Bruce Clay is the president of Bruce Clay, Inc., an industry leader and SEO lifetime achievement award recipient. In his nearly two-decade SEO career, he’s advised thousands of businesses on how to take their a web presence to the next level with SEO. With clients ranging from small business owners to Fortune 500 executives, Bruce has had a firsthand view of what it takes to double, triple and quadruple web traffic and conversions for business in every industry. Bruce is also a generally quotable guy. Ever heard this one?
“It is not the job of search engine optimization to make a pig fly. It is the job of SEO to genetically re-engineer the website so that it becomes an eagle.” Yep, that’s Bruce! (Tweet This!)
When Bruce is presenting on SEO at an industry conference or education event, I can tell you there’s a rush of gold nuggets on Twitter attributed to him. I recently picked his brain to get some tips for in-house SEOs looking gain buy-in for growing SEO resources. As expected, we’ve captured some keepers. If you’re an in-house SEO and any of this sounds familiar to you, feel free to pin and tweet some classic Bruce Clay quotables.
What the C-Suite Needs to Know About SEO
What are the chief factors that management should know about SEO? Bruce wants CMOs and CEOs across the board to consider the following as they move on an SEO initiative:
- SEO is an Investment
- Choose an SEO Firm Wisely
- An SEO Agency Can Be a Powerful Ally
- SEO is a Marathon, Not a Dash
- Cross-Train Marketing and IT Departments on SEO Initiatives
- SEO, PPC and SMM Should Join Forces
- Lack of SEO is a Bug
1. SEO is an Investment
Understanding the value of SEO is the first step in deciding if SEO is worth it for your business.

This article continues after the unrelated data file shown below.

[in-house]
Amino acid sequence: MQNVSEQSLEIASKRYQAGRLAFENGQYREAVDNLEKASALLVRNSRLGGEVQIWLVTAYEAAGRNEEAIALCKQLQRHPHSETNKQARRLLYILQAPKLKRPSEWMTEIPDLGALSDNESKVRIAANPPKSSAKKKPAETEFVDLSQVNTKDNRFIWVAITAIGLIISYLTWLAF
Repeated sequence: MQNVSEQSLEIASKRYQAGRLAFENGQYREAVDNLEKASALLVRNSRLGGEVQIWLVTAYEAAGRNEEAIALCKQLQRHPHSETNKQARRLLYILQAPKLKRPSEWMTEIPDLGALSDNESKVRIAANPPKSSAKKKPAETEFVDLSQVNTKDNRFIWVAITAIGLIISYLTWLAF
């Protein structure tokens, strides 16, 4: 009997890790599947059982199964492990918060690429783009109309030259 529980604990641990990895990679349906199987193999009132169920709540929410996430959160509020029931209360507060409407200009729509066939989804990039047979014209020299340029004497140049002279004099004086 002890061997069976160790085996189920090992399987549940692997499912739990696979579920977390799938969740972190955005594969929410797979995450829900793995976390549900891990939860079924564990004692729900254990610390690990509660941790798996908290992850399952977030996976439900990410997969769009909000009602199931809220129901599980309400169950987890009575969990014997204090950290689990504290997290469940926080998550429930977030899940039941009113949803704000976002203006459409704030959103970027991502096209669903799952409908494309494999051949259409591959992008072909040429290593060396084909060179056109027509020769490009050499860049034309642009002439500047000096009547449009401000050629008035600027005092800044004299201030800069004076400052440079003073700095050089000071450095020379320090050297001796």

“SEO generates traffic and branding within the organic search results on Google, Bing and Yahoo! SEO takes effort, energy and focus. It’s a competitive space where a company must compete against a million or more results. SEO is time consuming and requires expert knowledge — there are no short cuts,” Bruce says. [Tweet this!]
2. What to Look for When Choosing an SEO Firm
Bruce recommends that SEO companies be selected based on impressive track records of successful projects. They should have longevity in the industry and support or sponsor industry events. They should have seasoned consultants on staff that are recognized leaders, whether its published authors or conference speakers. An SEO firm’s results and word-of-mouth reputation should speak for themselves. [Tweet this!]
“Furthermore, the best SEO companies have never had penalties. They’ve never purchased links or taken short cuts. When selecting an SEO company, research them and make sure they’re not violating any search engine terms of service. If you hire an SEO firm that engages in unethical practices, they can burn your site to the ground and cause irreparable damage to traffic from search,” Bruce warns. [Tweet this!]
3. An SEO Agency is a Powerful Ally for the In-house SEO
Bruce recommends that, ideally, businesses should have an in-house SEO as well as a consultant from an outside SEO firm. Moving the needle can be a difficult task, and the additional knowledge and support an SEO agency can provide an in-house SEO is invaluable. The additional power can fuel the the current SEO efforts, with the in-house SEO orchestrating the website changes that the consultant advises. Search engines are constantly evolving. What worked two years ago and was able to generate traffic is today’s penalty.